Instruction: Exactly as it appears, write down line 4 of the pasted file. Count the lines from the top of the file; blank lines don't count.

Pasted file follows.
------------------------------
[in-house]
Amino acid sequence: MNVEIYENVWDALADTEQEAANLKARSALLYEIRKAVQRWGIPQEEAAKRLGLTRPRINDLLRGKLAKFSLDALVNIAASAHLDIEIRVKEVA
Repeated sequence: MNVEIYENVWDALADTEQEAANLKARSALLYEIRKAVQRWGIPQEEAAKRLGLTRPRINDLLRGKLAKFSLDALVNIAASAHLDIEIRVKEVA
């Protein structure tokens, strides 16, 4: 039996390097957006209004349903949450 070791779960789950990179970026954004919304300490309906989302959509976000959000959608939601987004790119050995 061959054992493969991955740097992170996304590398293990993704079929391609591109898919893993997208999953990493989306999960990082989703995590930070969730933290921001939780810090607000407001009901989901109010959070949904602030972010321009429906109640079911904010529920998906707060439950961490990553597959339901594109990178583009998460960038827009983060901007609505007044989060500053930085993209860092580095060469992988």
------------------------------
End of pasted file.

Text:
């Protein structure tokens, strides 16, 4: 039996390097957006209004349903949450 070791779960789950990179970026954004919304300490309906989302959509976000959000959608939601987004790119050995 061959054992493969991955740097992170996304590398293990993704079929391609591109898919893993997208999953990493989306999960990082989703995590930070969730933290921001939780810090607000407001009901989901109010959070949904602030972010321009429906109640079911904010529920998906707060439950961490990553597959339901594109990178583009998460960038827009983060901007609505007044989060500053930085993209860092580095060469992988």